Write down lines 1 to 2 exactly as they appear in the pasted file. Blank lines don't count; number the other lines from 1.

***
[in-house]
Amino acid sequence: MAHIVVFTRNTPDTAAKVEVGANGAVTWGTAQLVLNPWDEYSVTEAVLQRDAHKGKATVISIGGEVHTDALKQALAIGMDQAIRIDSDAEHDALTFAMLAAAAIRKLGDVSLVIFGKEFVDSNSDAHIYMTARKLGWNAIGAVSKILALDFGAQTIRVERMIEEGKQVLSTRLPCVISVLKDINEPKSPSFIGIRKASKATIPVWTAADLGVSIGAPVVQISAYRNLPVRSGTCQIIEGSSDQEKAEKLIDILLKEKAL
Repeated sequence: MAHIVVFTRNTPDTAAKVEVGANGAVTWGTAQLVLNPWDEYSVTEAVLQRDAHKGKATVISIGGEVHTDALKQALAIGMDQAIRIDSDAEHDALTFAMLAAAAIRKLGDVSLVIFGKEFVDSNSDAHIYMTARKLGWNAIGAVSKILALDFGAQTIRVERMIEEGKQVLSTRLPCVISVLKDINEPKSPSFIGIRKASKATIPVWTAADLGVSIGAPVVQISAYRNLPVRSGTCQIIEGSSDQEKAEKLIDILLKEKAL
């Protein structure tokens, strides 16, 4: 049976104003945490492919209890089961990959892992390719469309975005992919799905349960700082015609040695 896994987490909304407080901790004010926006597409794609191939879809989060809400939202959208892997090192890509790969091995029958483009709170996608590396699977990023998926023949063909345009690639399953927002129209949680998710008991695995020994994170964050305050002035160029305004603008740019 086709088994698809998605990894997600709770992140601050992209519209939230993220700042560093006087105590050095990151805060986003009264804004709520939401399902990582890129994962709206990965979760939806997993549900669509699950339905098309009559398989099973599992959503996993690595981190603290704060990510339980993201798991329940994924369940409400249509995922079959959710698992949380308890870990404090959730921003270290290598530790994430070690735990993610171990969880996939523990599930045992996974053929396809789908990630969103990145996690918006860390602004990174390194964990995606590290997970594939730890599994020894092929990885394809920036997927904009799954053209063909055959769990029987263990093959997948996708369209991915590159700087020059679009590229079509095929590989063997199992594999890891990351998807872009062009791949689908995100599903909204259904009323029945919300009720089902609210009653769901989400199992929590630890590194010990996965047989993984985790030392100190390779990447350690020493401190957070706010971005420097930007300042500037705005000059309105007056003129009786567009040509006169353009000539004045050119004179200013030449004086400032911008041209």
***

[in-house]
Amino acid sequence: MAHIVVFTRNTPDTAAKVEVGANGAVTWGTAQLVLNPWDEYSVTEAVLQRDAHKGKATVISIGGEVHTDALKQALAIGMDQAIRIDSDAEHDALTFAMLAAAAIRKLGDVSLVIFGKEFVDSNSDAHIYMTARKLGWNAIGAVSKILALDFGAQTIRVERMIEEGKQVLSTRLPCVISVLKDINEPKSPSFIGIRKASKATIPVWTAADLGVSIGAPVVQISAYRNLPVRSGTCQIIEGSSDQEKAEKLIDILLKEKAL